In a discussion led by the BBC’s Clare English, Jamie is joined by award-winning journalist Chitra Ramaswamy as well as visual artist and writer Amanda Thomson – both contributors to the anthology – to discuss Scotland, landscape and the more-than-human world around us.

One of Scotland’s most gifted and unpredictable writers, Michel Faber has always defied categorisation. His previous novels including Under the Skin, The Crimson Petal and the White and The Book of Strange New Things have been described as ‘unbelievably clever,’ ‘wildly entertaining’ and ‘impossible to put down.’

Now he returns with D, his most shape-shifting book yet. Like The Wizard of Oz, Faber’s novel is a political adventure that will be enjoyed by children and adults alike. Its heroine is brave, resourceful Dhikilo who lives in a faded English seaside town. When the letter ‘d’ suddenly disappears from the alphabet and only Dhikilo notices it’s gone, she embarks on a journey to the land of Liminus to get the ‘d’ back.

In the words of the starred Kirkus review: ‘You will never forget Shuggie Bain. Scene by scene, this book is a masterpiece.’ This astonishing debut is a powerful and heartbreaking story about the love between a boy and his mother, about poverty and addiction, about Thatcher’s Glasgow, about sexuality, coming of age and finding one’s way. Roaming through public housing, wandering in and out of pubs and neighbourhoods, it asks how we might protect those we love most of all, and at what cost.

Join us for an evening of food and entertainment, hosted by our Citizen Writers in Residence Eleanor Thom and Leyla Josephine. With live readings, audio recordings and a film created by Citizen participants, our community meal will showcase the insightful and thoughtful work of local people from North Edinburgh and Musselburgh. To book a free meal (numbers limited) or receive an ingredients list and recipe card contact us on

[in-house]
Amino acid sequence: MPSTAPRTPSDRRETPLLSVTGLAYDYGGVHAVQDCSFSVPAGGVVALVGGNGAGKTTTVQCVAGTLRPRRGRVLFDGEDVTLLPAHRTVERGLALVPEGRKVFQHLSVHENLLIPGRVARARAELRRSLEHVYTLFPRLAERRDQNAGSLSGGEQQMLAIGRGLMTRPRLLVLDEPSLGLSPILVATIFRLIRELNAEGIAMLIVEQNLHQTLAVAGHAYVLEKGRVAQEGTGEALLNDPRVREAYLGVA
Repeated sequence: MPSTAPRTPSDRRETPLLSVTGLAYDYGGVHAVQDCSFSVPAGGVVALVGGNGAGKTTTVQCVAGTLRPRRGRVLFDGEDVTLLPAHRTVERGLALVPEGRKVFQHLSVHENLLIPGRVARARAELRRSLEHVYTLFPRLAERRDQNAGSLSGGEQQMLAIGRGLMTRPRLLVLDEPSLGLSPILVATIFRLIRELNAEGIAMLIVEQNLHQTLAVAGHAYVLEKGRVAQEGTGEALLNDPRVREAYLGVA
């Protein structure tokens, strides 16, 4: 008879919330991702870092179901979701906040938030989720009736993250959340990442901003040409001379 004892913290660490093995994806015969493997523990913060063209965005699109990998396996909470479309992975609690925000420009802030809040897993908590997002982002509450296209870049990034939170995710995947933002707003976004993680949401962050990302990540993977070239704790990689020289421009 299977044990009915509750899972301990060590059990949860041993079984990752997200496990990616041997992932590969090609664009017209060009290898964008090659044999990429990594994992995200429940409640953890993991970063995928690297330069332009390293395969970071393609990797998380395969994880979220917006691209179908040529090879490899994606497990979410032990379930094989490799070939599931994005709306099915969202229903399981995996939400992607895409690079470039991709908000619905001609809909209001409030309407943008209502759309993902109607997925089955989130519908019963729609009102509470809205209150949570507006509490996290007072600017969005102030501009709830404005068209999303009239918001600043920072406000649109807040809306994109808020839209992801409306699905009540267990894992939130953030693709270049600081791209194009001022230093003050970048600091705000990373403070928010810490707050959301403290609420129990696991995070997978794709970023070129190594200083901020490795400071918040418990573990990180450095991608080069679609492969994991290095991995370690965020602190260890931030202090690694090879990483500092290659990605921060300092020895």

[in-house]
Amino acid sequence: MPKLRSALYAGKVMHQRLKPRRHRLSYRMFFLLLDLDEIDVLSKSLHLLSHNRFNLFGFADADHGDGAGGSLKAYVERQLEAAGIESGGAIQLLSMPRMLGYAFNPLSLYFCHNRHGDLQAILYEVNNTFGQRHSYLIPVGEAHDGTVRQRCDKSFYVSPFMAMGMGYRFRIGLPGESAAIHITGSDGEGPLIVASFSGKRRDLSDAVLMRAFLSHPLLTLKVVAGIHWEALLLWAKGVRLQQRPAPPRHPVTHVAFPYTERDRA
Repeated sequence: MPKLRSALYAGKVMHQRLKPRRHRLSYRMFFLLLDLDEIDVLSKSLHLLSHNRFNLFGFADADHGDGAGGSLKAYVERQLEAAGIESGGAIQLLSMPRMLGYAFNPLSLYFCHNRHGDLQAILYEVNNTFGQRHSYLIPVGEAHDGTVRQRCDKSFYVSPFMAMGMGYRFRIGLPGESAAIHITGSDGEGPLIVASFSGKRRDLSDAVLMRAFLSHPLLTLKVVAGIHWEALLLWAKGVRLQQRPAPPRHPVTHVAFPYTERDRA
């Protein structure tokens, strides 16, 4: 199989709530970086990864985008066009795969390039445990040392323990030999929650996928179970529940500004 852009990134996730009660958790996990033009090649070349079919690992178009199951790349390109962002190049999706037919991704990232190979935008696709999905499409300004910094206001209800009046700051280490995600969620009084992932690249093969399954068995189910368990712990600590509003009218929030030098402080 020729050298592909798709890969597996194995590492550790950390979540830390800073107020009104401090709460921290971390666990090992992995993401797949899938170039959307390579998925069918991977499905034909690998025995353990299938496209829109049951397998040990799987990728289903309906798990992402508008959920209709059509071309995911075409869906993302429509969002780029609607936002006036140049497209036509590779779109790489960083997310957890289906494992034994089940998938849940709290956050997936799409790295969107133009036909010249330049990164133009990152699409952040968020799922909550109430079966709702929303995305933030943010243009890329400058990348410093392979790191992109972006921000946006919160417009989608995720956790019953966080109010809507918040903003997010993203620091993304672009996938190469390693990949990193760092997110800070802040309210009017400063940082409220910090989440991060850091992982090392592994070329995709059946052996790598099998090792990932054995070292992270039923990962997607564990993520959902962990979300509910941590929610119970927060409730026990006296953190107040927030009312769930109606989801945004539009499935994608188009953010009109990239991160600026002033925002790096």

This live event is part of Citizen, our long-term creative programme working in partnership with organisations across Edinburgh, offering local people a platform to explore identity, connection, place and everything it means to live in our world right now. Find out more at

‘Life is just a party, and parties weren’t meant to last.’ The post-punk protagonists of Andrew O’Hagan’s Mayflies would probably describe the lyrics of Prince’s hit pop song 1999 as ‘Yankee pish,’ but O’Hagan’s novel catches exactly the mood of the song. The ephemeral nature of life, burning brightly and then so soon extinguished, lies at the heart of this soulful story of two lads from small-town Scotland.

The fine grain of working-class teenagers’s lives; the blether, the binge-drinking and nights on the pull: Mayflies sees Andrew O’Hagan in scintillating, heartbreakingly good form. He talks with fellow Scottish writer, columnist and doyen of the literary salon, Damian Barr.

‘The report that only the poets can make’ wrote James Baldwin in 1962. In 2020’s global climate, what might a report by Scottish writers look like? How can poetry speak back to Scotland’s literary heritage and complex relationships with nature, colonialism, justice and language?

Join Saltire Poetry Book of the Year winner Janette Ayachi, Scottish Voice for 2020 playwright and poet Hannah Lavery, performance poet Courtney Stoddart, and poet and lecturer at the University of Dundee Heather H. Yeung for a special showcase and discussion celebrating the diversity of contemporary Scottish verse. Chaired by Andrés N Ordorica. Supported by the Scottish BAME Writers Network.